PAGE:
Consumer Confidence Dips in November But Stays High and ‘Should Support Solid Holiday Spending’

By Tom Ozimek
Tom Ozimek
Tom Ozimek
Tom Ozimek has a broad background in journalism, deposit insurance, marketing and communications, and adult education. The best writing advice he's ever heard is from Roy Peter Clark: 'Hit your target' and 'leave the best for last.'
November 26, 2019 Updated: November 26, 2019

Researchers at a New York-based organization that tracks buyer sentiment said U.S. consumer confidence fell for a fourth straight month in November, but remained high enough to support a steady pace of spending going into the holiday season.

The Conference Board, which calls itself a “member-driven think tank that delivers trusted insights for what’s ahead,” said its consumer confidence index slipped to a reading of 125.5 this month from an upwardly revised 126.1 in October. The figures, published Tuesday, show that consumer confidence has fallen for four straight months, although the organization said in a statement that “confidence levels still remain high, and should support solid holiday spending.”

Economists surveyed by The Wall Street Journal expected the index to rise to 126.8 this month, while those polled by Reuters forecast the index would climb to 127.0 in November.

The survey’s present situation measure, based on consumers’ assessment of current business and labor market conditions, fell to 166.9 this month from 173.5 in October. This “suggests that economic growth in the final quarter of 2019 will remain weak,” said Lynn Franco, senior director of economic indicators at The Conference Board. “However, consumers’ short-term expectations improved modestly, and growth in early 2020 is likely to remain at around 2%. Overall, confidence levels are still high and should support solid spending during this holiday season.”

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Shoppers browse through the Fashion Center at Pentagon City mall in Arlington, Va., on Dec. 10, 2004. (Joe Raedle/Getty Images)

The expectations index—drawn from consumers’ short-term outlook for income, business and labor market conditions—rose to 97.9 from 94.5 last month.

Michigan Consumer Sentiment Figures Rise

A separate estimate of consumer sentiment published by the University of Michigan last week found a slight improvement in buyer sentiment.

The Michigan study found that the Index of Consumer Sentiment was at 96.8 in November, a rise from October’s figure of 95.5. This represents a month-to-month increase of 1.4 percent.

The Index of Consumer Expectations, meanwhile, rose by 3.7 percent month-to-month, from 84.2 to 87.3. Current Economic Conditions, the remaining University of Michigan compiled index, fell by 1.4 percent from 113.2 to 111.6.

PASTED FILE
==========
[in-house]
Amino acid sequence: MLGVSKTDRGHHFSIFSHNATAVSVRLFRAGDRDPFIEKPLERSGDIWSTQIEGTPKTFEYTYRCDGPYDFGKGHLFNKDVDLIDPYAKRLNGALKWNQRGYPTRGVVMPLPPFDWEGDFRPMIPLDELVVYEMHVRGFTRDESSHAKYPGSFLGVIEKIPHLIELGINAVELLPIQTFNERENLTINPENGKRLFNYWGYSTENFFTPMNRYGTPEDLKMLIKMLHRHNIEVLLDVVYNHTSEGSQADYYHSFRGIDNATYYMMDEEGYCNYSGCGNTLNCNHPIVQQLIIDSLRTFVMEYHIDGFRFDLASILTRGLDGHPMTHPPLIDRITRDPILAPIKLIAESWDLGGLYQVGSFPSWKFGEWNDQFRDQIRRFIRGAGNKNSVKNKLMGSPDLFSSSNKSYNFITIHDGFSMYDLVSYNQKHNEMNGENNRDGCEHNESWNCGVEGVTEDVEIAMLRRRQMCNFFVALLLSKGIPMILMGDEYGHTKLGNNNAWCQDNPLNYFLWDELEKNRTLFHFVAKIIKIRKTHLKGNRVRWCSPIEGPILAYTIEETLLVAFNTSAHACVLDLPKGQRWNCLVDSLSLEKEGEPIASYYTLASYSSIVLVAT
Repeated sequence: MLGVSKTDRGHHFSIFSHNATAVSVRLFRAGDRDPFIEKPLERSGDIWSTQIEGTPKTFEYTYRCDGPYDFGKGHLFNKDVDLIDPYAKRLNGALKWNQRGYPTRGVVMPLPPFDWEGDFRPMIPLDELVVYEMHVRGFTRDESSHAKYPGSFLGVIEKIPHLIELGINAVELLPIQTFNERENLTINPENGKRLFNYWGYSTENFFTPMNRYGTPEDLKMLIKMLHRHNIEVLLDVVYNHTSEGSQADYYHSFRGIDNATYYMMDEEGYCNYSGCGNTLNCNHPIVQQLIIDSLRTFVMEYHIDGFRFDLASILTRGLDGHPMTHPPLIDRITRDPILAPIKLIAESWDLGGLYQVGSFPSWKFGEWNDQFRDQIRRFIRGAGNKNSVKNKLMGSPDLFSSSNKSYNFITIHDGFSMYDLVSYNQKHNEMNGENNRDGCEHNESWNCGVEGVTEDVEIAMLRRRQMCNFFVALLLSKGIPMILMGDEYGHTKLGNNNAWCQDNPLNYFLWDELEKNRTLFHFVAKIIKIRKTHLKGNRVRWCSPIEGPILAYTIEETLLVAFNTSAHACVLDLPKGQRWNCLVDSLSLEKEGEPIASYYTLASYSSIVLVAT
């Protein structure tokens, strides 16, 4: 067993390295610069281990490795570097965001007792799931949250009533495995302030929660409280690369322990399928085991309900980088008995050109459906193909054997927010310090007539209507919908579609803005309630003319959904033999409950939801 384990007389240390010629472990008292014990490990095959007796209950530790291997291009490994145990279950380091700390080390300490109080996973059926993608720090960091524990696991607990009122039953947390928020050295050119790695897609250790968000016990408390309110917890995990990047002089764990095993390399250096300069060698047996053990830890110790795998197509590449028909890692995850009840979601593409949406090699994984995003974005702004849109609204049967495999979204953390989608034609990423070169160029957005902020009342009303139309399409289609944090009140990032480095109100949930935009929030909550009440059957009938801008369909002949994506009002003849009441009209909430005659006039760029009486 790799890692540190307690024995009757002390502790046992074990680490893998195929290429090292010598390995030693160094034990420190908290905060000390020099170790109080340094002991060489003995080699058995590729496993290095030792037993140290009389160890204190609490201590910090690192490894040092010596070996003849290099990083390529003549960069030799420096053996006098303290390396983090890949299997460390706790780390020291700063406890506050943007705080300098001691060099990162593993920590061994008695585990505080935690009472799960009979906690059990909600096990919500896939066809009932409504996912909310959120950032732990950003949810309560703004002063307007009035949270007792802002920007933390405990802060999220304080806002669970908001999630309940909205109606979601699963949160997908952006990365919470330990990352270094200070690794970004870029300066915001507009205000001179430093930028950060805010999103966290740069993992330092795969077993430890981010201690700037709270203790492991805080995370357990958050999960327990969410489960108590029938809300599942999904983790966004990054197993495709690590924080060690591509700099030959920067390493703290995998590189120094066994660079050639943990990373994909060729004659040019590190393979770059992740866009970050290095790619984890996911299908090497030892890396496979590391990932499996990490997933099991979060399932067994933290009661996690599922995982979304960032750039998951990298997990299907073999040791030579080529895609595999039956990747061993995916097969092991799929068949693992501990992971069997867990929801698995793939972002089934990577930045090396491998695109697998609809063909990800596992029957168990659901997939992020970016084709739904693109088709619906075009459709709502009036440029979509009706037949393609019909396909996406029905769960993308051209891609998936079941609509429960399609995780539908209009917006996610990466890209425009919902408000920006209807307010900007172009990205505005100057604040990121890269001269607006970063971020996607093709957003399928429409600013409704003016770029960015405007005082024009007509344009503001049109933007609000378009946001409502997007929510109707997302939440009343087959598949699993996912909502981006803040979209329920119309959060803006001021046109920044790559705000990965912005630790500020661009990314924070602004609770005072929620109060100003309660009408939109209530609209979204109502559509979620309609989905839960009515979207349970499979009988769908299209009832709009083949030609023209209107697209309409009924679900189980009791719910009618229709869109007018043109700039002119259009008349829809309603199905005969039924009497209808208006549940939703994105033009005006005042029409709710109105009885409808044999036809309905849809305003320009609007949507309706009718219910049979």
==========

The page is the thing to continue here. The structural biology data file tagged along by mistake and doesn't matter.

Richard Curtin, chief economist for Surveys of Consumers, noted that consumer confidence has been exceptionally high in recent years.

“In 30 of the past 35 months the Sentiment Index was 95.0 or higher, a level of optimism second only to when the Index was above 100.0 for 34 out of 36 months from January 1998 to December 2000, averaging 106.0,” Curtin said in a statement.

“The current period is distinctive for the much sharper partisan divisions in the economic expectations among consumers as well as the wide gap in optimism between consumers and business firms,” Curtin said. “One side anticipates a recession, while the other side expects an uninterrupted expansion in the year ahead.”

He added that few consumers expect significant increases in inflation, unemployment, and interest rates in the near future.

“Personal spending will be energized by record favorable evaluations by consumers of their personal financial situation, with gains expected across the entire income distribution, net increases in household wealth, the renewed appeal of price discounting, and reduced mortgage rates,” Curtin said.

New Residential Sales Data

In a separate housing report on Tuesday, the U.S. Census Bureau and the U.S. Department of Housing and Urban Development jointly said (pdf) that new home sales dropped 0.7 percent to a seasonally adjusted annual rate of 733,000 units last month, held down by decreases in activity in the South and Northeast regions.

September’s sales pace was revised higher to 738,000 units, the highest since July 2007, from the previously reported 701,000 units.

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Real estate agents leave a home for sale during a broker open house in San Francisco, Calif., on April 16, 2019. (Justin Sullivan/Getty Images)

The median new house price fell 3.5 percent to $316,700 in October from a year ago. Sales last month were concentrated in the $200,000-$400,000 price range. Homes priced below $200,000, the most sought after, accounted for only 9 percent of sales.

The Fed last month cut rates for the third time this year and signaled a pause in the easing cycle that started in July when it reduced borrowing costs for the first time since 2008.

The 30-year fixed mortgage rate is currently at 3.66 percent, still below its peak of 4.94 percent in November 2018, according to data from mortgage finance agency Freddie Mac.

About two-thirds of the houses sold last month were either under construction or yet to be built.

Reuters contributed to this report.

Tom Ozimek
Tom Ozimek
Tom Ozimek has a broad background in journalism, deposit insurance, marketing and communications, and adult education. The best writing advice he's ever heard is from Roy Peter Clark: 'Hit your target' and 'leave the best for last.'